Pre-eclampsia (PE) is one of the leading causes of maternal mortality and morbidity worldwide and affects between 6 and 8% of pregnancies (85). It is defined as new onset hypertension presenting after 20 weeks gestation with significant proteinuria and resolves post-delivery. Importantly, this condition not only affects the mother but presents a high risk for the fetus in form of intrauterine death, preterm delivery, and low birth weight. With regards to the pathophysiology both immunological and genetic contributory factors have been proposed in addition to preexisting maternal diseases, i.e., chronic kidney disease and autoimmune conditions such as systemic lupus erythematosis or antiphospholipid syndrome. Pre-eclampsia is an abnormality of placentation, in particular defective remodeling of maternal uterine spiral arteries precipitating high resistance uteroplacental circulation leading to insufficient placental and in this way fetal perfusion. Cells and regulatory molecules have been implicated in the immunological alterations established in the placental microenvironment of patients with pre-eclampsia. One of the main differences in pre-eclampsia is a shift toward Th1 responses and the production of IFN-gamma of uncertain origin (86). Another mechanism is the blockage of transmembrane receptors for two potent angiogenic substances, vascular endothelial growth factor (VEGF) and placental growth factor (PlGF). Fms-like tyrosine kinase-1 (sFlt-1) has been identified to block these receptors and was found in high concentrations in pre-eclampsia (87–90). This endothelial dysfunction was rescued by administration of exogenous VEGF and PlGF in vitro studies. Furthermore heme oxygenase-1 (HO-1), an anti-inflammatory enzyme, able to inhibit sFlt-1 release has been found to be decreased in women who later developed pre-eclampsia. This is supported by data from animal models where it could be shown that HO-1 deficiency is related to uterine growth restriction and development of hypertension at midpregnancy. This seems to be dependent on the number of uterine NK cells. A HO-1 metabolite, carbon monoxide, can rescue this PE-like phenotype when applied continuously during implantation and placentation at low doses (91, 92). A different mechanism suggested autoantibodies against the vascular angiotensin II receptor type 1 (AT1) to account for disease manifestation. In 1999, Wallukat and colleagues were first to report the presence of circulating autoantibodies (AT1-AA) against the AT1 receptor in patients with pre-eclampsia, suggesting their involvement in gestational hypertension (93). The current understanding of AT1-AA and their involvement in pre-eclampsia was recently reviewed by Herse and LaMarca (94). As described earlier, CD19+CD5+B-1a B cells are a major source of natural and polyreactive antibodies. Recent evidence comes from Jensen and colleagues, as they detected a dramatically increased CD19+CD5+B-1a B cell count in peripheral blood of pre-eclamptic patients in comparison to controls having normal pregnancies. The same cells were further detected in the placenta of pre-eclamptic but not normal pregnancies. This process seems to be driven by higher chorionic gonadotropin (hCG) levels present in the serum and placenta of patients with pre-eclampsia and is supported by the fact that 95% of CD19+CD5+ cells express the hCG receptor (hCGR) and expand on hCG stimulation in vitro cultures. Most importantly, isolated CD19+CD5+ cells produce autoantibodies against angiotensin II type 1 receptor (95).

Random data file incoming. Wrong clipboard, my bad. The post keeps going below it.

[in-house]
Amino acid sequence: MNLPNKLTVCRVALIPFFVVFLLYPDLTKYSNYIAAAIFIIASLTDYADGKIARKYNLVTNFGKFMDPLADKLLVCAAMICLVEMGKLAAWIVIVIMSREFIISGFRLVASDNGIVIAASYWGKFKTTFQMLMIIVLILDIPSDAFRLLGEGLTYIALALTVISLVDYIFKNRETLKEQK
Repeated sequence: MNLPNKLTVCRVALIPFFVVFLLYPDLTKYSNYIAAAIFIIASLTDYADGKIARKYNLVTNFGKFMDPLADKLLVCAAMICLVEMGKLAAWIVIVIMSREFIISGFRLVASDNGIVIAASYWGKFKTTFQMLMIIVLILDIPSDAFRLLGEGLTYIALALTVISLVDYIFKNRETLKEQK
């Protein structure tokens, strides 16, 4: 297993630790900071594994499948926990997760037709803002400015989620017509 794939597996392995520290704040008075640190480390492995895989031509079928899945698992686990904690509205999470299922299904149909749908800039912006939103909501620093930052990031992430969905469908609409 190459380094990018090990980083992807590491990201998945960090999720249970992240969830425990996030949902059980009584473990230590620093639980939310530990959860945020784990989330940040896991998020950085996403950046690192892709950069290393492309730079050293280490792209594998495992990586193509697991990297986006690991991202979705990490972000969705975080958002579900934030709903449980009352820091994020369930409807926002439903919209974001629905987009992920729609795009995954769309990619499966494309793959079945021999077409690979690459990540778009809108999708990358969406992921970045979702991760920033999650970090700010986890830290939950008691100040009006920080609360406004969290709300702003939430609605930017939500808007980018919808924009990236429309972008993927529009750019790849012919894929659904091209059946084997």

Lately, we have learned that pre-eclamptic women exhibit components similar to various chronic inflammatory diseases, such as elevated TNF-alpha, autoantibodies, and autoimmune associated T cells and cytokines (96–99). Recent studies focused predominantly on the role of the agonistic autoantibody to the angiotensin II type 1 receptor (AT1-AA) to account for much of the pathophysiology of pre-eclampsia (100–102). Of those several demonstrated that infusion of purified rat AT1-AA into normal pregnant rats increased blood pressure, the antiangiogenic factor sFlt-1 and sEndoglin (103, 104). To further demonstrate, the important role for B cells and endogenously generated AT1-AA in mediating hypertension in response to placental ischemia, La Marca and colleagues have proposed a model of B cell depletion to suppress endogenously generated AT1-AA. Rituximab, a chimeric murine-human monoclonal antibody against the CD20 antigen located on pre-B, immature, and mature B cells, was used to induce B cell depletion in normal pregnant and reduced uterine perfusion pressure (RUPP) rats (104). RUPP rats treated with rituximab exhibited less blood pressure increases in response to induced placental ischemia (105). This data provides potential insight into adverse pregnancy outcomes in humans and can provide a new approach to the treatment of pregnancy failure. As such a recent case report has described a successful pregnancy after rituximab treatment in a patient with a history of in vitro fertilization (IVF) failures and positive anti-cardiolipin antibody (ACA). Following a course of rituximab, the patient’s ACA became negative and she successfully conceived with IVF treatment (106). Rituximab destroys B cells that have CD20 on their surfaces, normal, and malignant respectively. CD20 is not expressed on stem cells and most plasma cells, thus B cell regeneration is possible and immunoglobulin synthesis by plasma cells is not affected after treatment with anti-CD20 antibody (107, 108). It has been used to treat diseases, which are characterized by excessive numbers of B cells, overactive B cells, or dysfunctional B cells. This includes several autoimmune diseases, B cell malignancies, and transplant rejection (109).